In case studies, by contrast, we are generalizing to a theory. Let us say that we believe that bug repositories do not capture all the information inherent in bug reports7. We conduct a study at a single company of 10 bugs, interviewing developers, and tracking the bugs throughout their lifecycle. We find that the information that developers know about that particular bug is not completely accessible using artifacts. This suggests that our theory about bug repositories is on to something: at least, it isn’t rejectable, yet. Such studies are often criticized for focusing on a single domain or company, where the findings may be completely different at a second or third setting. But I think this criticism misses the point. We now know more: that this study should be repeated at other places and in other settings does not invalidate the findings, but merely shows their limits. Instead, the criticism should be directed at the entire field: why do we insist so often on “new” results, rather than “true” results?
Challenges with “grounded theory” in exploratory case studies
I think this issue of anecdote vs. case study extends to grounded theory as a way of sense making and theory generation. At best, grounded theory is merely a systematic way of thinking inductively (from multiple “samples” to a cohesive theory). At worst, it is highly confirmatory: you find the data you would like to see. Tagging something with a grounded theory label is a way of justifying the conclusions you drew, of formalizing what scientists do anyway.
But again, without the detailed notes, I have no way of assessing whether the codes you identified are reasonable. There was a nice article I read that characterized (Andrew Gelman?) this type of work as “story-telling”: we seem to be highly narrative as humans, and so cannot resist spinning a good yarn. This leads to reading into the data effects which are poorly supported. The reality is that in many cases, there is a very weak effect at best; however, we get promoted for significant results, not minor improvements. This leads us to draw conclusions from the data that are not warranted. I worry that the same is true of grounded theory.
The real challenge: reproducibility
The real obstacle, of course, is repeating these studies. In isolation very few results mean anything. They must be replicated and reproduced in order to have more validity. This is true of positivist experiments as well as qualitative case studies. Unfortunately very little effort is spent confirming results. Consider the claim that there is a significant factor of difference between good and poor developers. The evidence for this claim is largely old and poorly reported. What we need to do is conduct more studies to test this theory! Yet in software engineering research, testing existing claims is poo-poohed as not innovative. We favour those who generate theories, even if they make little difference or have no good support behind them.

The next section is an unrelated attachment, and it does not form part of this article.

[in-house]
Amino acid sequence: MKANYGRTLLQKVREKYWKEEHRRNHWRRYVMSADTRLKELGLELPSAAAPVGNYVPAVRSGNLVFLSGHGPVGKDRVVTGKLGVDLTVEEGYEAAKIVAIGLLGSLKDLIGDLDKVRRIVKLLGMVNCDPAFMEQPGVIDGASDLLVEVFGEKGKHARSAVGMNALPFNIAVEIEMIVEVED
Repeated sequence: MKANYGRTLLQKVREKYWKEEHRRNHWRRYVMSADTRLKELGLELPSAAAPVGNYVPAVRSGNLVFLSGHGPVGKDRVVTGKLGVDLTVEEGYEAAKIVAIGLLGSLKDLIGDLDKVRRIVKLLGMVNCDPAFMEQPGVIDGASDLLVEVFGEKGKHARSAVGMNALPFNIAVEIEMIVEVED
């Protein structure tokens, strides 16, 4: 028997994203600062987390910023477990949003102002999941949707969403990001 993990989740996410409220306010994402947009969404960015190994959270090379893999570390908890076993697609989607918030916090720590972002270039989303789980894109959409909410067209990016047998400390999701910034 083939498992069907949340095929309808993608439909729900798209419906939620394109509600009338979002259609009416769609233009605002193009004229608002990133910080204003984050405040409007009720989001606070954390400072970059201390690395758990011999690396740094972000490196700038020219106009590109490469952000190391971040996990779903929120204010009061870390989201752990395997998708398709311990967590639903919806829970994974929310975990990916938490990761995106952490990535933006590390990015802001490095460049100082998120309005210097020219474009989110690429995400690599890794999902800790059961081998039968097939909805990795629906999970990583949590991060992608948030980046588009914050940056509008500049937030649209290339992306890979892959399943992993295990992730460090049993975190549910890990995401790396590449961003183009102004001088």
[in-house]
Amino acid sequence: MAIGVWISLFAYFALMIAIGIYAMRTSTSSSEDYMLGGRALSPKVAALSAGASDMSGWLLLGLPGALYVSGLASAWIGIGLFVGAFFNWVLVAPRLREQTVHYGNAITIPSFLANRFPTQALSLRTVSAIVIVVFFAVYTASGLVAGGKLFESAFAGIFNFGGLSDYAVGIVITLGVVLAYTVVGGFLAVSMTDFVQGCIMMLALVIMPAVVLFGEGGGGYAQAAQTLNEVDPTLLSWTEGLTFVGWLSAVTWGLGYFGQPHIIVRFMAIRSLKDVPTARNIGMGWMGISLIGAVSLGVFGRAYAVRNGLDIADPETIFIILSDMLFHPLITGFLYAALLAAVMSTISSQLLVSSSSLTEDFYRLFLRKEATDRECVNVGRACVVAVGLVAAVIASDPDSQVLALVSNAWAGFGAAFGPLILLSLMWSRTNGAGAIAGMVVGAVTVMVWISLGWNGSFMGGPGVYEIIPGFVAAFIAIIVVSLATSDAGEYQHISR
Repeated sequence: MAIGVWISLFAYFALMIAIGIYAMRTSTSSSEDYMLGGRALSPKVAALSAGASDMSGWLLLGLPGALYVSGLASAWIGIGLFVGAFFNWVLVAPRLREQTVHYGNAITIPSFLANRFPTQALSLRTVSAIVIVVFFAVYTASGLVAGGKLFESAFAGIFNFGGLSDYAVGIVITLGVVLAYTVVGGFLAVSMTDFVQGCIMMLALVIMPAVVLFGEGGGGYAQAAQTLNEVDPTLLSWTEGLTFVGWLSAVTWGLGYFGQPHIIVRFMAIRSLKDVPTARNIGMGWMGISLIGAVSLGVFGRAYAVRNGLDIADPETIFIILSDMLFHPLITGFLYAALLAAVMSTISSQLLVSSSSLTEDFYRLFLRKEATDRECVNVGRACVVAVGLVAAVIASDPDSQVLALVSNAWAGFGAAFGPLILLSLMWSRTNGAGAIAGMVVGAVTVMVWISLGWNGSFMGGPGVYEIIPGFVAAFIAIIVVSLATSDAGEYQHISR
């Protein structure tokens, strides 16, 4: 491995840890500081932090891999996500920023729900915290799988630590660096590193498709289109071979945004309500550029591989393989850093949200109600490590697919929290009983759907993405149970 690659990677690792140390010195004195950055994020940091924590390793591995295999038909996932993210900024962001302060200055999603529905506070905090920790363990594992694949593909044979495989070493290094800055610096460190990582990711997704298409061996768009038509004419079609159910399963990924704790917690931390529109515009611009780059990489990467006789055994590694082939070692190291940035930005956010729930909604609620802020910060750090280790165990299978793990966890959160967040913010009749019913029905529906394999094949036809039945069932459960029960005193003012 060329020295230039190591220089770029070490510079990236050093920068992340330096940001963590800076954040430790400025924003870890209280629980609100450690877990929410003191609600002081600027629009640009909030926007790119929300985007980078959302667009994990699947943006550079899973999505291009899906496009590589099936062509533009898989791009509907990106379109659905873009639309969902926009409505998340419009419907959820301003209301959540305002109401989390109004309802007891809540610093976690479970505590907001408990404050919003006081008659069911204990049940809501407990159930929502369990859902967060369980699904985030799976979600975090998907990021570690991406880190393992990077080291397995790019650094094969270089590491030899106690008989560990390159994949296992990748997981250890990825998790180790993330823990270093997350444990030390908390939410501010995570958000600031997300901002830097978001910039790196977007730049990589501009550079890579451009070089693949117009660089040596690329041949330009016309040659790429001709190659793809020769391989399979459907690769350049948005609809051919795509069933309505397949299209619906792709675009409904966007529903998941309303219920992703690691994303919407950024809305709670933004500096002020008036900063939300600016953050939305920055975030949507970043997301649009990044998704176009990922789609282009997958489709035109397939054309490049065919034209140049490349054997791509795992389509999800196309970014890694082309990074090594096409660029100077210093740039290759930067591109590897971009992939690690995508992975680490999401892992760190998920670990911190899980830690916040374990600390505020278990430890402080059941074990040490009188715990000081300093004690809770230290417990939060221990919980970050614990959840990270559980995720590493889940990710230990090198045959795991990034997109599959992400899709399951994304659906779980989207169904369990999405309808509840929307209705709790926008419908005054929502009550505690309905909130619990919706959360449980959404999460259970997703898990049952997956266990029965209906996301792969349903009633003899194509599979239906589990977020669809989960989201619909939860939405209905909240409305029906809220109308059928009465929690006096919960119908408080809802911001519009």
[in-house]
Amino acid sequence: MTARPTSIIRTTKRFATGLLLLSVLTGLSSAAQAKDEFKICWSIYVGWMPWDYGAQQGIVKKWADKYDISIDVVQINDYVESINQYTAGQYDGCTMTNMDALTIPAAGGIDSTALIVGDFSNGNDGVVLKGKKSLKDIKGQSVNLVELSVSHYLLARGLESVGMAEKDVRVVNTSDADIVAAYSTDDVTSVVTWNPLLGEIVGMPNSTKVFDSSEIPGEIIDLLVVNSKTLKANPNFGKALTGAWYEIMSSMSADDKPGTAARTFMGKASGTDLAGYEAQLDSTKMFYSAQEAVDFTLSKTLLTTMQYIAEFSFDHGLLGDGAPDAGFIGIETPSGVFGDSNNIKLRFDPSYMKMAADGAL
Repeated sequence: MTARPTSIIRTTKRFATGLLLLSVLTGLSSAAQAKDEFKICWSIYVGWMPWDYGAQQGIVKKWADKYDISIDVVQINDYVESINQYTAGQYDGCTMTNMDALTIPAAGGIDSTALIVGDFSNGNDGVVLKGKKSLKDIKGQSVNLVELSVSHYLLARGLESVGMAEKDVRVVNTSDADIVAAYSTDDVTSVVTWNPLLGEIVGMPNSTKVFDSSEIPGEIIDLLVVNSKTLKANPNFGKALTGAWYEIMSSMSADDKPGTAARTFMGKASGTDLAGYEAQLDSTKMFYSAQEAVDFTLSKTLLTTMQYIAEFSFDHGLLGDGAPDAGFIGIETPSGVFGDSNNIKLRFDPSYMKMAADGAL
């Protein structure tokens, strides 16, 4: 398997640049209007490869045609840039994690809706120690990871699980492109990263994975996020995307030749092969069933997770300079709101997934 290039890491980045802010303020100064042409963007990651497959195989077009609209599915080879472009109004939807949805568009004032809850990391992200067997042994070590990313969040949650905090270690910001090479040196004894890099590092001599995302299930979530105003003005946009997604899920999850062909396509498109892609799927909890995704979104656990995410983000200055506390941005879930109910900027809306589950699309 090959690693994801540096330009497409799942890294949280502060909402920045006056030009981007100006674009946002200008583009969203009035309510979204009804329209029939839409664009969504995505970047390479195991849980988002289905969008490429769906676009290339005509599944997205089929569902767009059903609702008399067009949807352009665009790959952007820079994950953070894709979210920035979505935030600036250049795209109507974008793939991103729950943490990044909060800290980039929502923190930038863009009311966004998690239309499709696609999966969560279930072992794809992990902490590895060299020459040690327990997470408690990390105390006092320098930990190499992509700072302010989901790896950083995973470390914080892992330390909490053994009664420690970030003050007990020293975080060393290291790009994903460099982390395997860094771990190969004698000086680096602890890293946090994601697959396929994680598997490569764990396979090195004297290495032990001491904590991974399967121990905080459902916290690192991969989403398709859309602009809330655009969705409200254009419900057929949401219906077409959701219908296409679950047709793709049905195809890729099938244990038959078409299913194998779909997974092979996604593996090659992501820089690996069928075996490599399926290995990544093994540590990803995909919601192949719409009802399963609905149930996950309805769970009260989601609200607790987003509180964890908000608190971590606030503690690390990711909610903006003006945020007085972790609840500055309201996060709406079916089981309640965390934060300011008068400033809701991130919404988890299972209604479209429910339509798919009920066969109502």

And here is where I believe we can link the academic and the consultant: verifying claims8. In the piece by Martin Fowler I linked to above, he makes the testable claim that “any increase in productivity is likely to be proportional to the square root of the increase in people, so doubling a team will get you roughly a 50% increase in productivity”. Of course this is surrounded by caveats, and yet it is something testable. We ought to be doing this as researchers: in many ways, the consultants and talking heads have generated more than enough theories about software engineering for us academics to begin verifying those claims. Consider:
- “Kanban is an evolutionary system for changing workplaces that often leads to revolution”.
- “Pair programming is more effective than programming as an individual”.
- Test-driven development makes for higher-quality code.
- Continuous delivery is preferred to piecewise delivery.
- Many academics would point to earlier research which argued the same thing. For example, the notion of incremental and iterative development was not invented in the 1990s—-see C. Larman and V. Basili, Iterative and Incremental Development : A Brief History, IEEE Computer, June, 2003. ↩
And boasts some 4100 citations on Google Scholar, with the closest academic papers with that search term coming in around 500. ↩
Yin, Robert K., “Case Study Research: Design and Methods”. Sage, 2003. ↩
Although to be fair, that was not quite as clear earlier in our knowledge of software engineering. ↩
But clearly, also no reason to doubt his motivations. ↩
J. Aranda and G. Venolia, The secret life of bugs: Going past the errors and omissions in software repositories, in International Conference on Software Engineering, 2009, pp. 298-308. ↩
I should evaluate how many software engineering research papers are testing existing theories versus creating new ones (if they talk about theory at all: all too many papers are about some new technique or tool validated with a trivial and highly context-dependent data set—- a practice of which I’m guilty as well!). ↩